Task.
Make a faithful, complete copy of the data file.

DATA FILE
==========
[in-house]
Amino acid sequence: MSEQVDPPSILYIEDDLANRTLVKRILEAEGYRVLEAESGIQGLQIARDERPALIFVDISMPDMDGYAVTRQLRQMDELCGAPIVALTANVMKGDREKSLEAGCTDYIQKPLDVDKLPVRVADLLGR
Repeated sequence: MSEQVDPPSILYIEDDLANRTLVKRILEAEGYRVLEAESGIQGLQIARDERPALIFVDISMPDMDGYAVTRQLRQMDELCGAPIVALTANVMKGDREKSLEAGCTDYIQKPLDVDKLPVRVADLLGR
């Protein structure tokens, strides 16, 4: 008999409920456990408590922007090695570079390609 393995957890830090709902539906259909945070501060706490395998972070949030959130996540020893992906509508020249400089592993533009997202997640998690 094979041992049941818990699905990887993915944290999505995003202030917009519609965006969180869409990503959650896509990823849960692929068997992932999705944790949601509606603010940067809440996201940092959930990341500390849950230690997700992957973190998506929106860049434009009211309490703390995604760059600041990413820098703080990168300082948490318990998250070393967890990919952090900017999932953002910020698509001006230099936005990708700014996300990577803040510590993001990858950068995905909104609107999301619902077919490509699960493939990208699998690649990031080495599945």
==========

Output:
[in-house]
Amino acid sequence: MSEQVDPPSILYIEDDLANRTLVKRILEAEGYRVLEAESGIQGLQIARDERPALIFVDISMPDMDGYAVTRQLRQMDELCGAPIVALTANVMKGDREKSLEAGCTDYIQKPLDVDKLPVRVADLLGR
Repeated sequence: MSEQVDPPSILYIEDDLANRTLVKRILEAEGYRVLEAESGIQGLQIARDERPALIFVDISMPDMDGYAVTRQLRQMDELCGAPIVALTANVMKGDREKSLEAGCTDYIQKPLDVDKLPVRVADLLGR
């Protein structure tokens, strides 16, 4: 008999409920456990408590922007090695570079390609 393995957890830090709902539906259909945070501060706490395998972070949030959130996540020893992906509508020249400089592993533009997202997640998690 094979041992049941818990699905990887993915944290999505995003202030917009519609965006969180869409990503959650896509990823849960692929068997992932999705944790949601509606603010940067809440996201940092959930990341500390849950230690997700992957973190998506929106860049434009009211309490703390995604760059600041990413820098703080990168300082948490318990998250070393967890990919952090900017999932953002910020698509001006230099936005990708700014996300990577803040510590993001990858950068995905909104609107999301619902077919490509699960493939990208699998690649990031080495599945």